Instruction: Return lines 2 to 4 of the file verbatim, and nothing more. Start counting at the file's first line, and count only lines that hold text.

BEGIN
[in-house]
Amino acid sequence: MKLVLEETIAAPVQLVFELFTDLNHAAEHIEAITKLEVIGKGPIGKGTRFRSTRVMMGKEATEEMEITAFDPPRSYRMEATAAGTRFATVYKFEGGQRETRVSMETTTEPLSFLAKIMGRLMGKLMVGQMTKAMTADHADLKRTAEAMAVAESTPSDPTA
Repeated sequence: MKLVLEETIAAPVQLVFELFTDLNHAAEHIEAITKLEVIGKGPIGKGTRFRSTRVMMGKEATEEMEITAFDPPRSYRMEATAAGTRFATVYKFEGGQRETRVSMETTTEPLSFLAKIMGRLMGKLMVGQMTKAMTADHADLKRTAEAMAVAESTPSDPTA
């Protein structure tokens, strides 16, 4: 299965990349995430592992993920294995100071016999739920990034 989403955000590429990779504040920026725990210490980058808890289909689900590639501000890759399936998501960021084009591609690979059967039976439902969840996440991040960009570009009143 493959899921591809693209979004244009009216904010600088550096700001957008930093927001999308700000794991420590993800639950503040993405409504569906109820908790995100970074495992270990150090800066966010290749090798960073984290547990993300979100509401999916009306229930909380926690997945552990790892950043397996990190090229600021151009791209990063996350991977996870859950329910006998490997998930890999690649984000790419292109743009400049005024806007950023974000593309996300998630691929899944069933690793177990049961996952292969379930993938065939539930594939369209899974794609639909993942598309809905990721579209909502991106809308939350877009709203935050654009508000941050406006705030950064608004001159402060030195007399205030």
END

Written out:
Amino acid sequence: MKLVLEETIAAPVQLVFELFTDLNHAAEHIEAITKLEVIGKGPIGKGTRFRSTRVMMGKEATEEMEITAFDPPRSYRMEATAAGTRFATVYKFEGGQRETRVSMETTTEPLSFLAKIMGRLMGKLMVGQMTKAMTADHADLKRTAEAMAVAESTPSDPTA
Repeated sequence: MKLVLEETIAAPVQLVFELFTDLNHAAEHIEAITKLEVIGKGPIGKGTRFRSTRVMMGKEATEEMEITAFDPPRSYRMEATAAGTRFATVYKFEGGQRETRVSMETTTEPLSFLAKIMGRLMGKLMVGQMTKAMTADHADLKRTAEAMAVAESTPSDPTA
């Protein structure tokens, strides 16, 4: 299965990349995430592992993920294995100071016999739920990034 989403955000590429990779504040920026725990210490980058808890289909689900590639501000890759399936998501960021084009591609690979059967039976439902969840996440991040960009570009009143 493959899921591809693209979004244009009216904010600088550096700001957008930093927001999308700000794991420590993800639950503040993405409504569906109820908790995100970074495992270990150090800066966010290749090798960073984290547990993300979100509401999916009306229930909380926690997945552990790892950043397996990190090229600021151009791209990063996350991977996870859950329910006998490997998930890999690649984000790419292109743009400049005024806007950023974000593309996300998630691929899944069933690793177990049961996952292969379930993938065939539930594939369209899974794609639909993942598309809905990721579209909502991106809308939350877009709203935050654009508000941050406006705030950064608004001159402060030195007399205030």